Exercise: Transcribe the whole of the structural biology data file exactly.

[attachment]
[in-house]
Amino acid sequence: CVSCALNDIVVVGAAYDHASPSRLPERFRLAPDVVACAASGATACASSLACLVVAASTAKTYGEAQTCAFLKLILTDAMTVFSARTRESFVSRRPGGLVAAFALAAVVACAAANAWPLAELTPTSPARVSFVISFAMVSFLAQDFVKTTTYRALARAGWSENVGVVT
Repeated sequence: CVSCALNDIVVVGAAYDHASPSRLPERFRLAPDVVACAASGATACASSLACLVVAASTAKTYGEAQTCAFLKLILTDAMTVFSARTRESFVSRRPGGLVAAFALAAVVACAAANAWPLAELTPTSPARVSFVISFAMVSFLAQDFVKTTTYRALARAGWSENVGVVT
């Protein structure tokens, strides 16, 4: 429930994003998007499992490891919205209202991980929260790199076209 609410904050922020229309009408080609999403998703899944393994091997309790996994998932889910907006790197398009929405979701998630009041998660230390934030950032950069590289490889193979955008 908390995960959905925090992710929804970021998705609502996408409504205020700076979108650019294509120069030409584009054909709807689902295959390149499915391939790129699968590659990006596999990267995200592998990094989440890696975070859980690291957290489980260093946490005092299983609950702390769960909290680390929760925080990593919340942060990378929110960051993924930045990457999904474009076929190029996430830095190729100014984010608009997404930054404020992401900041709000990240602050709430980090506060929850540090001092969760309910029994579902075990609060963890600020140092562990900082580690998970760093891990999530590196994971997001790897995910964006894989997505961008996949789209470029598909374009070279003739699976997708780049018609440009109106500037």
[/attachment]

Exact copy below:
[in-house]
Amino acid sequence: CVSCALNDIVVVGAAYDHASPSRLPERFRLAPDVVACAASGATACASSLACLVVAASTAKTYGEAQTCAFLKLILTDAMTVFSARTRESFVSRRPGGLVAAFALAAVVACAAANAWPLAELTPTSPARVSFVISFAMVSFLAQDFVKTTTYRALARAGWSENVGVVT
Repeated sequence: CVSCALNDIVVVGAAYDHASPSRLPERFRLAPDVVACAASGATACASSLACLVVAASTAKTYGEAQTCAFLKLILTDAMTVFSARTRESFVSRRPGGLVAAFALAAVVACAAANAWPLAELTPTSPARVSFVISFAMVSFLAQDFVKTTTYRALARAGWSENVGVVT
């Protein structure tokens, strides 16, 4: 429930994003998007499992490891919205209202991980929260790199076209 609410904050922020229309009408080609999403998703899944393994091997309790996994998932889910907006790197398009929405979701998630009041998660230390934030950032950069590289490889193979955008 908390995960959905925090992710929804970021998705609502996408409504205020700076979108650019294509120069030409584009054909709807689902295959390149499915391939790129699968590659990006596999990267995200592998990094989440890696975070859980690291957290489980260093946490005092299983609950702390769960909290680390929760925080990593919340942060990378929110960051993924930045990457999904474009076929190029996430830095190729100014984010608009997404930054404020992401900041709000990240602050709430980090506060929850540090001092969760309910029994579902075990609060963890600020140092562990900082580690998970760093891990999530590196994971997001790897995910964006894989997505961008996949789209470029598909374009070279003739699976997708780049018609440009109106500037």